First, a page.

Tax Consequences of Restructuring Bad Debt

Categories: Bankruptcy Law Overview, Chapter 7, Foreclosure, Taxes & Bankruptcy

The November, 2009 issue of ABA Journal article entitled, The Bad-Debt Blues, explained the need to take federal taxes into consideration when restructuring debt as, “crucial.”  The article provides an excellent overview of the federal tax rules that apply to debt workouts, and focuses on the impact to individual debtors.

The recent media blitz touting the end of the recession is an illusion caused only by government spending.  Bankruptcy filings are still up over last year and climbing to record numbers since the BAPCPA in 2005. Americans continue to struggle with what to do about their debt.

The so-called housing bubble we appear to be experiencing is caused by the fact that banks are holding foreclosed homes in their inventory rather than selling them because putting them on the market will only reduce already depressed housing values.  Similarly, the banks are also refraining from foreclosing on homes and moving toward more workout programs and modifications because they’re starting to realize the error of their greedy ways.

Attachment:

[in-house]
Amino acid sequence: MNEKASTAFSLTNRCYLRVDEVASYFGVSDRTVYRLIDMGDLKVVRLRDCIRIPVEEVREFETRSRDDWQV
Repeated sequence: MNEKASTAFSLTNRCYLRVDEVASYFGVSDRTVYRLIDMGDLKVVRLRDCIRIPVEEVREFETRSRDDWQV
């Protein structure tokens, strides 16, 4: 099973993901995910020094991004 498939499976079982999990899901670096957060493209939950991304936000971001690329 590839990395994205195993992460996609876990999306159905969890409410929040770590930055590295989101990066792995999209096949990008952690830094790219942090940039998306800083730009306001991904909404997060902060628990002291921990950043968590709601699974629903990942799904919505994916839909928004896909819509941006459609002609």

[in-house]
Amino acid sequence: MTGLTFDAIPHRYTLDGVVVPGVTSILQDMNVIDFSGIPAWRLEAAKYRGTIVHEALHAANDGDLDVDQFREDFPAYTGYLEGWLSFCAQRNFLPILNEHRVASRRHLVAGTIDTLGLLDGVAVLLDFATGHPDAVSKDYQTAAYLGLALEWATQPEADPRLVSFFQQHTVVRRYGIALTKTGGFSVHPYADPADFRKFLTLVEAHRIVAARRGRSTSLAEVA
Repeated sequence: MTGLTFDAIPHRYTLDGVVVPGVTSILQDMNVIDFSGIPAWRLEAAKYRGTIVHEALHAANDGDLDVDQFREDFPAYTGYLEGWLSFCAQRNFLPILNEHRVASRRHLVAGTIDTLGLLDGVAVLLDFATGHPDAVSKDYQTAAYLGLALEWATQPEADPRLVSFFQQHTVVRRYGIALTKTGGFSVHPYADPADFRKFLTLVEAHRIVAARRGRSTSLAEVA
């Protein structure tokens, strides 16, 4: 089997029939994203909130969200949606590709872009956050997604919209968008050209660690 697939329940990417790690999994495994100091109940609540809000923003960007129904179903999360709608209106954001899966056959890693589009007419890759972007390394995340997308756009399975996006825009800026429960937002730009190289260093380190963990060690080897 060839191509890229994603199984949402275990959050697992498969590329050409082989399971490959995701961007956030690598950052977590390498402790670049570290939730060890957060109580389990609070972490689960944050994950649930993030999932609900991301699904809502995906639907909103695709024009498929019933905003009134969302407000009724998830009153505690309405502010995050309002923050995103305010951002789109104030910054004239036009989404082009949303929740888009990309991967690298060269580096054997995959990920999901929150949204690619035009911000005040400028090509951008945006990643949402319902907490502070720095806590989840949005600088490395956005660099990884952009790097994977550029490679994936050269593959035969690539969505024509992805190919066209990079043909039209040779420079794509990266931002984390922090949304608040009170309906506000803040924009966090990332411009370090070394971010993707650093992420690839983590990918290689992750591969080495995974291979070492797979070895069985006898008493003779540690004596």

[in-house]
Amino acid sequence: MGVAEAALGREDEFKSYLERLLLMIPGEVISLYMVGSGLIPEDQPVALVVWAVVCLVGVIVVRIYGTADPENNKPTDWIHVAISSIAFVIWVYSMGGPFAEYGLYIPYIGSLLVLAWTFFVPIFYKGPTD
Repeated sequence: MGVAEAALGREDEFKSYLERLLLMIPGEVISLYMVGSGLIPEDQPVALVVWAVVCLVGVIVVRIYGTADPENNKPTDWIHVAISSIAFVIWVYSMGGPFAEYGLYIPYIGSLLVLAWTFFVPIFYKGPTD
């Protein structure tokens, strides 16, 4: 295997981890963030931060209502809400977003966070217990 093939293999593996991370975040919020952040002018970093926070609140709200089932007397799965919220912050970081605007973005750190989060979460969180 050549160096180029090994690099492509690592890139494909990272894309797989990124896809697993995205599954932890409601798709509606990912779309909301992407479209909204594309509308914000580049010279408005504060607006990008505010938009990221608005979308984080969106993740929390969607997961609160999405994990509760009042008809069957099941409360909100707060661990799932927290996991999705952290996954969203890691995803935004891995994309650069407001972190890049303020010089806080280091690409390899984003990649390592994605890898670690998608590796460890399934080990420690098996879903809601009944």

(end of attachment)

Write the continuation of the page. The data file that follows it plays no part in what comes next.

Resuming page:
When faced with the tax consequences of the restructuring of individual consumer debt; either through foreclosure, repossession, or modification; filing bankruptcy provides a safe harbor and important IRS exclusions.  There is another exclusion under the Mortgage Forgiveness Debt Relief Act of 2007 that applies to Qualified Principal Residence Indebtedness on or after Jan. 1, 2006. 

It is important to remember that most financial transactions have tax consequences and we all know that ignoring the IRS with its hand out is never a good idea.  Consult with your lawyer to fully understand the tax consequences and restructure debt in the way that best minimizes tax liabilities for you. 

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